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Genetic Edge to BRDC Resistance

Moderate heritability for resistance to the bovine respiratory disease complex offers economic incentive for calculating GE-EPDs for the trait.

by Troy Smith, field editor, Angus Journal®

LINCOLN, Neb. (June 20, 2014) — The development of genomic breeding values for sires that produce calves that are less susceptible to bovine respiratory disease is under way. According to Washington State University animal geneticist Holly Neibergs, the effort to calculate genomic-enhanced expected progeny difference (GE-EPD) values for disease susceptibility is part of ongoing, multi-institutional research driven by USDA-grant funding. Neibergs explained why the research matters in a presentation to the 2014 Beef Improvement Federation (BIF) symposium June 18-21 in Lincoln, Neb.

Holly Neibergs

Washington State University animal geneticist Holly Neibergs noted costs attributable to BRDC include prevention and treatment products, labor, and death loss, but the biggest hit comes from reduced carcass value.

According to Neibergs, the bovine respiratory disease complex (BRDC) is the most prevalent and costly disease challenge for the U.S. beef industry. Despite efforts to suppress the disease through vaccination and metaphylaxis (mass treatment with antimicrobials) incidence of the disease remains relatively unchanged. BRDC morbidity and mortality rates have stood at about the same levels for 20 years. Neibergs called BRDC a significant health management challenge for 97% of U.S. cattle-feeding operations.

“That’s probably underestimated, since more than 60% of all slaughter cattle show some evidence of lung lesions resulting from BRDC, even though some cases of illness in the feedlot went undetected,” added Neibergs.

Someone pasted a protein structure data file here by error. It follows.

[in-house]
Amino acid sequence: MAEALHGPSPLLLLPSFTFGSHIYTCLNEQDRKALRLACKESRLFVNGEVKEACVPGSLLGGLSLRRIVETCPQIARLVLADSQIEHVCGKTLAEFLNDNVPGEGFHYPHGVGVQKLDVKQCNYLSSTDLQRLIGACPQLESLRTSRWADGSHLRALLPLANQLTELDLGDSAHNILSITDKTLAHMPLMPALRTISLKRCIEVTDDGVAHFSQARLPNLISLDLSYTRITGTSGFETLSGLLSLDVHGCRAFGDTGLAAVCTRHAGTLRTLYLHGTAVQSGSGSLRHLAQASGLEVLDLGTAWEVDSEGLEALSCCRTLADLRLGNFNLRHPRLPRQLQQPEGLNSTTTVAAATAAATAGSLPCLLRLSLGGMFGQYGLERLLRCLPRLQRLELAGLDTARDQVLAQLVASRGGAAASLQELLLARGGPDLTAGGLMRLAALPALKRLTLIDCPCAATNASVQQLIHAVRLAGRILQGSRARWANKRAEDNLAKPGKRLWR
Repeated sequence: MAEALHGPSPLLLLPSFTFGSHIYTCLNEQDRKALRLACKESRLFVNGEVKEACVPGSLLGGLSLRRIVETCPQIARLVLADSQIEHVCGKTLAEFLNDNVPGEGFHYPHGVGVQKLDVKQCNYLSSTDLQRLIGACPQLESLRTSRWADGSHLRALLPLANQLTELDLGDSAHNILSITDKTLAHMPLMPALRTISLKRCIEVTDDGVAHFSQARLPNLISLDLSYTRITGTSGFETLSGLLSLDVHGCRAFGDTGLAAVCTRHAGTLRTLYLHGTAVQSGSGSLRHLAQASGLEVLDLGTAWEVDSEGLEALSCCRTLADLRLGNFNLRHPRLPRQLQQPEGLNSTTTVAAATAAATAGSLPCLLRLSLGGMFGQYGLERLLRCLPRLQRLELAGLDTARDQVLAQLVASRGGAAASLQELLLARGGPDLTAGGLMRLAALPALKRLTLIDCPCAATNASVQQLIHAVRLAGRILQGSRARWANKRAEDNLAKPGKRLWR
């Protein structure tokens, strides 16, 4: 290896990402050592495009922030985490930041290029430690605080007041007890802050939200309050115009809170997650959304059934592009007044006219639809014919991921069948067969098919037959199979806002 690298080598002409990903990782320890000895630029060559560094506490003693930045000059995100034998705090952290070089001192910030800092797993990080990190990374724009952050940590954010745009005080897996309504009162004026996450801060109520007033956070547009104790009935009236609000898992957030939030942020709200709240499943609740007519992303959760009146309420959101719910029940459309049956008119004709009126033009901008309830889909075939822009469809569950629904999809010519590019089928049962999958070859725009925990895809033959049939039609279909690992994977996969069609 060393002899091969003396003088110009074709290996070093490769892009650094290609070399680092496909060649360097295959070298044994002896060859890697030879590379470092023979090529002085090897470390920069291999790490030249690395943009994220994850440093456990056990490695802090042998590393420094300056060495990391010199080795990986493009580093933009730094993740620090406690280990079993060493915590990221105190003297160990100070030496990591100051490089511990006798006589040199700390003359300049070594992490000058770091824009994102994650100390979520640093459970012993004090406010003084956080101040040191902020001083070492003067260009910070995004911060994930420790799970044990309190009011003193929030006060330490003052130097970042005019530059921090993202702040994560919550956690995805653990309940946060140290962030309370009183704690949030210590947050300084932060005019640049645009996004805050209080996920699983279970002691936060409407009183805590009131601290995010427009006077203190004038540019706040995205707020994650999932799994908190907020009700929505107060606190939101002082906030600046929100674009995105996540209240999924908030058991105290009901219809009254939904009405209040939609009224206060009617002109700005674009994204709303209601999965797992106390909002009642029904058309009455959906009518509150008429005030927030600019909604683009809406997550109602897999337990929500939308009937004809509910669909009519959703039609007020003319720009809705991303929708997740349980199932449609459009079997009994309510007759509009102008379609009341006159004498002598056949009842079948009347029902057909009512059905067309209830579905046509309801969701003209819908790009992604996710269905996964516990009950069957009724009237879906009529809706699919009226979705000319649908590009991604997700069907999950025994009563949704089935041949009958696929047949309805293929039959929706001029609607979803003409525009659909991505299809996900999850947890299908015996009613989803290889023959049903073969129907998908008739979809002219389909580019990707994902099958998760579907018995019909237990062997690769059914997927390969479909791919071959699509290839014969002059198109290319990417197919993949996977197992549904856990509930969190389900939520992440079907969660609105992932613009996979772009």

Costs attributable to BRDC include prevention and treatment products, labor, and death loss, but the biggest hit comes from reduced carcass value. Generally, cattle experiencing BRDC produce fewer carcasses of Choice quality grade than do healthy cattle. Neibergs said recent research findings support that which virtually all cattle feeders have experienced.

“It wasn’t slippage from Choice to Select. Instead, [BRDC-affected cattle] actually fell off the grid. They went to no-roll, were condemned at slaughter or died before they got there,” reported Neibergs.

Research suggests the average loss in value for BRDC cases, compared to healthy animals, was $162.78 in 2013. That’s money lost as a result of reduced carcass quality. Add in treatment costs, and the estimated cost of each BRDC case in the feedlot is more than $200.

The good news comes through evidence indicating susceptibility to BRDC is at least partially a result of genetic predisposition. Differences in BRDC susceptibility have been found between cattle breeds and between sire lines. Heritability is estimated to be in the low to moderate range. This suggests that selecting for BRDC-resistant cattle could have a real effect on disease prevalence and industry profitability.

“If we want to get serious about this,” Neibergs stated, “I think there is some opportunity.”

The 2014 BIF Annual Meeting & Research Symposium was hosted by the University of Nebraska–Lincoln, the U.S. Meat Animal Research Center and the Nebraska Cattlemen June 18-21 in Lincoln, Neb. The Angus Journal and LiveAuctions.tv provide comprehensive online coverage of the event at www.BIFconference.com. Visit the Newsroom for summaries, proceedings, PowerPoints and audio of the sessions; the Awards page for announcements of award winners; and the Photos page for galleries of photos from the meeting and the tours.

Editor’s Note: This summary was written under contract or by staff of the Angus Journal®.Through an agreement with the Beef Improvement Federation, we are encouraging reprinting of the articles to those who will adhere to the reprint guidelines available on this site. Please review those guidelines or contact Shauna Rose Hermel, editor, at 816-383-5270. PowerPoints are posted with permission of the presenter and may not be reproduced in whole or in part without the express permission of the presenter.

The Angus Journal's coverage of the event is made possible through collaboration with BIF and sponsorship of LiveAuctions.tv. For questions about this site, or to notify us of broken links, click here.

Headquartered in Saint Joseph, Mo., Angus Productions Inc. (API) publishes the Angus Journal, the Angus Beef Bulletin, the Angus Beef Bulletin EXTRA, and the Angus Journal Daily, as well as providing online coverage of events and topics pertinent to cattlemen through the Angus Journal Virtual Library.

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